Fritz Schumacher published “Small is Beautiful – Economics as if People Mattered” in 1973. According to The Times Literary Supplement, it is among the 100 most influential books published since World War II and rightfully so.
For the last 60 years or so our way of life has been based on the premise that so long as there is demand there will always be supply. Schumacher wisely challenges these assumptions when he writes that sustainability is an impossibility when we are, “assuming all the time that a man who consumes more is ‘better off’ than a man who consumes less”, in an environment with finite resources.
E. F. Schumacher is clear about what economics can do and what it can’t do. Mainstream economists divide humans into producers and consumers. As consumers, consuming more will always be in our self-interest. As producers, efficiency is to be desired above all else. This breaks down, Schumacher says, as soon as we realize that producers and consumers are the same people with the same desires.
Schumacher criticizes what he calls the fragmentary judgment of economics, arguing that “society, or a group or an individual within society, may decide to hang on to an activity or asset for non-economic reasons – social, aesthetic, moral, or political.” For example, work does not need to be unenjoyable. Work that involves creativity and freedom can be a good thing even if it is not the most efficient method to produce a product or service. His “economics as if people mattered” doesn’t mindlessly praise efficiency as a means of eliminating work.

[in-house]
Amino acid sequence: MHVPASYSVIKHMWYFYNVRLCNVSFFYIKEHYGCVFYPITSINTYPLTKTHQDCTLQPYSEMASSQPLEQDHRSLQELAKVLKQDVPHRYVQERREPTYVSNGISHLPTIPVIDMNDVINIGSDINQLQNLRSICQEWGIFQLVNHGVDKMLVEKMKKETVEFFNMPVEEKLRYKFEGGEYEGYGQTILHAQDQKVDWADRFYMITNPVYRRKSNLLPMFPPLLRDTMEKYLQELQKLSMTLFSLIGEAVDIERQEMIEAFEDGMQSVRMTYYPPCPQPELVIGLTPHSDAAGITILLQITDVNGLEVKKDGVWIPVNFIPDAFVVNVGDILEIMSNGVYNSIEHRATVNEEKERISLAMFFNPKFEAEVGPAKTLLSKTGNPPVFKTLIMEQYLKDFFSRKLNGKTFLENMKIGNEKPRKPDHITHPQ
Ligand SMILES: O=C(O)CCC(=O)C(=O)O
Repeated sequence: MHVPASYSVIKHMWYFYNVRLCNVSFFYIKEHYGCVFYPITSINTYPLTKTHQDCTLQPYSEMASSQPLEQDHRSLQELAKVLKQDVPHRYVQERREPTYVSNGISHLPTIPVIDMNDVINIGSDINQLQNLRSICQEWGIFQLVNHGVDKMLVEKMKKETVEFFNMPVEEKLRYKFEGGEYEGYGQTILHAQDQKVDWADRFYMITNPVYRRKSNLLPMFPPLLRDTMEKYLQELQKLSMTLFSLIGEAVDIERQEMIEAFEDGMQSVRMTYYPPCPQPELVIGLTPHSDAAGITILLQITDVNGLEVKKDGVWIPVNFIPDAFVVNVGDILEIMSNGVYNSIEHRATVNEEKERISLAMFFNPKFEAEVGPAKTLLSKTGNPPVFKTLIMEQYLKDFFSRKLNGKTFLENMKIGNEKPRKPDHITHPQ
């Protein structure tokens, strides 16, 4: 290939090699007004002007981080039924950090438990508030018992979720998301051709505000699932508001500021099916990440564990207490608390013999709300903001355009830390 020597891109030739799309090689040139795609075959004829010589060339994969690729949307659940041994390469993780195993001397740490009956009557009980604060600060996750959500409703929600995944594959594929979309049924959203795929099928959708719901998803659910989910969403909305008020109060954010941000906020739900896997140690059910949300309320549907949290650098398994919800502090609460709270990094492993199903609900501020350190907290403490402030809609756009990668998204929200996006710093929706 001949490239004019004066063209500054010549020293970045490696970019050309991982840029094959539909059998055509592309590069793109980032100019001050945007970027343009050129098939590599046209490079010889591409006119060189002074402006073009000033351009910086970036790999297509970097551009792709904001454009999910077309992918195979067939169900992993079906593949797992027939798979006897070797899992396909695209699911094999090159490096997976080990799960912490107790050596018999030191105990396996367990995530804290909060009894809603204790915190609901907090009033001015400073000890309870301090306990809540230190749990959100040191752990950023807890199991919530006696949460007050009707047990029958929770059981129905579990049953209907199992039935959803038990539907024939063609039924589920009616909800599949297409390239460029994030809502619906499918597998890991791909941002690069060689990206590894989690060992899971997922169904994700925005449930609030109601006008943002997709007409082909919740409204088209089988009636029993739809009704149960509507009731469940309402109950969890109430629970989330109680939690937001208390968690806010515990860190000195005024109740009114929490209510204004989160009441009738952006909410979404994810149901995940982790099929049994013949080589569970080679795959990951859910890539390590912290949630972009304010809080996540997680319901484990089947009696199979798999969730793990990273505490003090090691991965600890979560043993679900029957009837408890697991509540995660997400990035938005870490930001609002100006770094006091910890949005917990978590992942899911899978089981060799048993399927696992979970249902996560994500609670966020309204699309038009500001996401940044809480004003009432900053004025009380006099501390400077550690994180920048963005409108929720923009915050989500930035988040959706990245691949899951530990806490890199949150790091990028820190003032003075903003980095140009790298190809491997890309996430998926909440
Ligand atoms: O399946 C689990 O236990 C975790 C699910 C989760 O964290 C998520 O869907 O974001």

In Part III, Schumacher explores third-world economic development. Business, philanthropic and government leaders have initiated countless programs to assist the world’s poor, but success has been elusive. Schumacher proposes a truly wise policy, focusing not on remaking poor countries in our own image, but rather on assisting them with improving the way of life they already have.
Schumacher argues for distribution of development resources to non-capital-intensive, human-scale projects that can be maintained by local people. The beauty in his smaller, human scale technology is that it maximizes the level of useful employment rather than productivity per person. He also emphasizes that appropriateness of technology can be assessed only through understanding the local culture and working with and through local people.
Small is Beautiful is thought provoking and eye opening. While clearly dated in its view of gender roles and incorrect in a number of its predictions, Small is Beautiful is as relevant to the problems the world is struggling with today as it was in 1973. Perhaps more so.